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Louisiana Estate Planning Law Firm

Planning for your death may be something you find frightening.  However, having the right plan in place is financially prudent and will ease the stress for your loved ones.  Estate planning in Louisiana is unique because of certain concepts such as forced heirship, usufructs, and the community property regime.  You should have an experienced Louisiana estate planning attorney to ensure your last wishes are carried out.

estate planning in Louisiana


The only way to truly ensure that your wishes at death are known and carried out is to have a will.  Estate planning does not have to be complicated in order to be effective.  If you own property, have children, recently married or divorced, or would like to make a specific bequest at your passing, then now is the time to prepare your will.  Likewise, if you have an existing will but have not reviewed it in years, now is the time to make certain that your will fits your current needs and desires.

Power of Attorney

In addition to drafting wills, we can help you draft a durable power of attorney.  Powers of attorney can be general or specific and are designed to ensure the continued management of your affairs in the event that you become incapacitated during your life or in the event you know you will be absent for a specific transaction.  A general power of attorney may confer full power to make financial decisions.  A real estate power of attorney may grant an agent the ability to buy, sell, or lease immovable property.

A medical power of attorney gives authority to another person to give consent to healthcare providers on your behalf if you are unable to do so.  A living will specifies the type of medical care a person wishes to receive or not receive if one becomes incapacitated or seriously ill and unable to communicate.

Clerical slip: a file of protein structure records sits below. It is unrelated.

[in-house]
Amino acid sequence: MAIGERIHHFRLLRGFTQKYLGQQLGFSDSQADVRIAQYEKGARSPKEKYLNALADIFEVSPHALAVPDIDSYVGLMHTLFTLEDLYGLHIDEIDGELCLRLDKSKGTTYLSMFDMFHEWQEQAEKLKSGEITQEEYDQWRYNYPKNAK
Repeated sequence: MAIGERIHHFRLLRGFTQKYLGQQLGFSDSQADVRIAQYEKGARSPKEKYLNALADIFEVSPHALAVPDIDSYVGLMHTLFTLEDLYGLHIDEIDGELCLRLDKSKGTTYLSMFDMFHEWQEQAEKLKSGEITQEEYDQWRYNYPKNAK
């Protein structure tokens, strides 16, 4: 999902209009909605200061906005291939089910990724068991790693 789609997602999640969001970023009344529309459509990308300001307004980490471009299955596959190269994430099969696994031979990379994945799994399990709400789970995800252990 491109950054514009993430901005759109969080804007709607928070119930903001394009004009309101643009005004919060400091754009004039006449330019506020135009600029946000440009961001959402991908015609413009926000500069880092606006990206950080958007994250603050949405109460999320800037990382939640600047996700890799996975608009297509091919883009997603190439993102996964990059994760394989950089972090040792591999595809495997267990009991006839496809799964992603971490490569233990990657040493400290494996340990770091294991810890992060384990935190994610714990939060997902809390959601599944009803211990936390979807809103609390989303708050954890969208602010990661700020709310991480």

Trusts are juridical entities that can have ownership of property.  One benefit of trusts in estate planning is allowing money and other assets to grow tax free until disbursed to the beneficiaries.  There are many types of trusts, but one of the most common is a testamentary trust which may be included in one’s will.  These are sometimes beneficial when a person has significant assets or life insurance policy and/or they have minor children.  The trust allows periodic disbursement rather than leaving it all at once and is beneficial to minor children as they will have a trustee to manage the assets for them.

Special needs trusts are commonly used when an heir has a disability for which they receive public assistance.  It can help ensure that the special needs beneficiary does not lose their benefits upon inheritance.  

Another common trust is a living trust, which is put in place during one’s lifetime and serves as a way of giving part of an estate to a loved one prior to death while still maintaining control over the assets as the trustee.  An act of donation is similarly used during one’s lifetime, but the property is wholly transferred and the donee can then do with it as he or she pleases.